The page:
Spring break is nearly here and many Michigan residents will be vacationing in warmer places to escape the cold winter weather. We get this question frequently in both our Kalamazoo and Jackson offices and would like to provide you with some clarification and advice. Please note, to have coverage on a rental vehicle, you must have the coverage on at least one personally owned vehicle.
When you rent a vehicle, you could be responsible for losses for several reasons:
1. Liability for driving the vehicle
2. Physical damage to the vehicle
3. Loss in value of the vehicle
4. Loss of use charges is the vehicle is damaged.
If you are in an accident, you can be sued. This would be covered by your auto liability coverage. Keep in mind, this liability coverage usually only applies in the “territory of coverage”. On most auto policies, this is the United States, Canada and Puerto Rico. Liability coverage will not follow you in any other areas. If you travel outside these areas, you will need to purchase auto liability coverage for the area you will be driving in, because your auto policy will not provide it.
To have physical damage coverage on a rental vehicle, you must have comprehensive (other than collision) and collision coverage on at least one vehicle on your personal auto policy. If you don’t there is no physical damage coverage on a rental. This would cover any damage to the vehicle that would be covered on your own vehicle, subject to the deductible.
Loss in Value
This is a huge “gotcha” in renting a car. Many auto rental contracts allow the rental car company, at their sole discretion, to take a damaged vehicle and auction it for the salvage value, instead of repairing it. You are responsible for the difference in value from what the care was worth when you drove it off the lot and what they were able to get at auction. This could result in you being responsible for tens of thousands of dollars in reduced value on the vehicle. This loss would not be coverage by standard comprehensive or collision coverage, leaving you holding the bag for the claim.
Loss of Use
Rental car contracts also hold you responsible for the money that the rental car company would lose renting the vehicle if it is out of a service for repairs because of damage you are responsible for. They can bill a daily rate for what they could have earned by renting the car. This charge is also not covered by comprehensive or collision coverage.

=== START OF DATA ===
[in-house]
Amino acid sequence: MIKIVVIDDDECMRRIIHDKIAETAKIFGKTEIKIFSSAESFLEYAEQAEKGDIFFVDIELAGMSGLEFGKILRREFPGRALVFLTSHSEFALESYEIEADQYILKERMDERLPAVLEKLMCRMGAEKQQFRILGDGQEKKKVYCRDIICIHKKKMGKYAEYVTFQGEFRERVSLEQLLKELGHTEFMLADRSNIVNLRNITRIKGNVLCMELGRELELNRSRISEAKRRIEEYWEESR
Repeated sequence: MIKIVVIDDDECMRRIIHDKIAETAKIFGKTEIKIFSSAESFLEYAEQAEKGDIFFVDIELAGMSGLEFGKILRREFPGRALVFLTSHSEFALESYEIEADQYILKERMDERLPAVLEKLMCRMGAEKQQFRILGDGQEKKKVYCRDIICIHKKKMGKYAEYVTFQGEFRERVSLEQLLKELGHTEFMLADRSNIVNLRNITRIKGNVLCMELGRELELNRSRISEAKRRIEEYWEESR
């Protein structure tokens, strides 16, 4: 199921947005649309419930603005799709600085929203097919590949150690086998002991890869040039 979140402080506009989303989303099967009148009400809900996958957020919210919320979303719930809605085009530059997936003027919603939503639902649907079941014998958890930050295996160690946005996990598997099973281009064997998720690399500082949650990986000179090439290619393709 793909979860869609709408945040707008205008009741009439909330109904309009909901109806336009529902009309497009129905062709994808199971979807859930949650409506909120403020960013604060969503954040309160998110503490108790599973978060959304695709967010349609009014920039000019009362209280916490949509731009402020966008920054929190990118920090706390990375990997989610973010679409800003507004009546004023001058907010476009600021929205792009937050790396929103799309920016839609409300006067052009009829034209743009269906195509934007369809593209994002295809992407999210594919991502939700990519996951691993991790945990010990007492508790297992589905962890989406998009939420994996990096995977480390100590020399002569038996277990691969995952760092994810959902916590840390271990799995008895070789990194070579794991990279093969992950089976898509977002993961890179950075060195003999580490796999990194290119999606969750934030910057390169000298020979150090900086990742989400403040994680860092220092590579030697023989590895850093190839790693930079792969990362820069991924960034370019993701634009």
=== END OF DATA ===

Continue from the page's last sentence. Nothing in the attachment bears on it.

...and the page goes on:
What Should You Do?
Our advice for making sure you are coverage when renting a car is:
1. Always take the Loss Damage Waiver at the rental counter. While it is expensive, if the waiver applies, you walk away from the damage. You don’t have to file a claim with your auto insurance carrier and that claim would not be on your policy for rating purposes (a not-at-fault or at-fault accident and claim). Make sure all drivers of the rental car appear on the rental car contract.
2. Make sure you have comprehensive and collision coverage on at least one personally owned vehicle for back-up coverage in case the Loss Damage Waiver does not apply (it will have some conditions and exclusions that differ from your personal auto policy.)
3. Endorse your personal auto policy to cover loss of value and loss of use claims. Several insurance companies offer an endorsement that will pick up these losses. Often the endorsement is a flat amount yearly. This can fill the gap on your auto policy.
4. Use a credit card to rent the vehicle that offers primary physical damage coverage for a rented vehicle. Several credit card companies are offering this coverage on cards geared toward consumers who travel frequently. You want to read the fine print carefully and make sure that the coverage is primary and will pay first, not just pick up a deductible after your own personal auto policy pays. Often this coverage will not have deductible and will keep the claim off your personal auto policy, where it might affect your rates.
If you have questions about your specific policy, please contact one of our customer service representatives to review your specific coverage.